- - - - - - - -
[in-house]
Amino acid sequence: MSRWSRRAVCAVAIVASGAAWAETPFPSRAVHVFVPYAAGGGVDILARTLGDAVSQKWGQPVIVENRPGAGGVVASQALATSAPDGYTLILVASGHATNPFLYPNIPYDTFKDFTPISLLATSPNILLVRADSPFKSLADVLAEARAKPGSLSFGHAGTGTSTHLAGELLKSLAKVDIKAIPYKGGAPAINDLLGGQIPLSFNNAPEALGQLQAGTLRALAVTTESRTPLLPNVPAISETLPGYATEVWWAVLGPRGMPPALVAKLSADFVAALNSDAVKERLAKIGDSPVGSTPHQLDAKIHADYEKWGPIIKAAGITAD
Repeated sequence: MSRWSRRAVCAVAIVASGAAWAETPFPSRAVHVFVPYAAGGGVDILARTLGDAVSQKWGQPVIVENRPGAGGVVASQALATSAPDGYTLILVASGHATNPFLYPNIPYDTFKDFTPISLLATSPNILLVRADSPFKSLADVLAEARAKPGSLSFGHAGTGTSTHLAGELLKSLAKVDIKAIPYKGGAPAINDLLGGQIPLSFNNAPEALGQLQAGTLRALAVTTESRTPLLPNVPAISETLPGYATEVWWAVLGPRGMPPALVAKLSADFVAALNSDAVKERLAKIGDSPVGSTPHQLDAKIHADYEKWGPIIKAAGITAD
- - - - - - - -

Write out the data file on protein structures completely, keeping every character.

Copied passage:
[in-house]
Amino acid sequence: MSRWSRRAVCAVAIVASGAAWAETPFPSRAVHVFVPYAAGGGVDILARTLGDAVSQKWGQPVIVENRPGAGGVVASQALATSAPDGYTLILVASGHATNPFLYPNIPYDTFKDFTPISLLATSPNILLVRADSPFKSLADVLAEARAKPGSLSFGHAGTGTSTHLAGELLKSLAKVDIKAIPYKGGAPAINDLLGGQIPLSFNNAPEALGQLQAGTLRALAVTTESRTPLLPNVPAISETLPGYATEVWWAVLGPRGMPPALVAKLSADFVAALNSDAVKERLAKIGDSPVGSTPHQLDAKIHADYEKWGPIIKAAGITAD
Repeated sequence: MSRWSRRAVCAVAIVASGAAWAETPFPSRAVHVFVPYAAGGGVDILARTLGDAVSQKWGQPVIVENRPGAGGVVASQALATSAPDGYTLILVASGHATNPFLYPNIPYDTFKDFTPISLLATSPNILLVRADSPFKSLADVLAEARAKPGSLSFGHAGTGTSTHLAGELLKSLAKVDIKAIPYKGGAPAINDLLGGQIPLSFNNAPEALGQLQAGTLRALAVTTESRTPLLPNVPAISETLPGYATEVWWAVLGPRGMPPALVAKLSADFVAALNSDAVKERLAKIGDSPVGSTPHQLDAKIHADYEKWGPIIKAAGITAD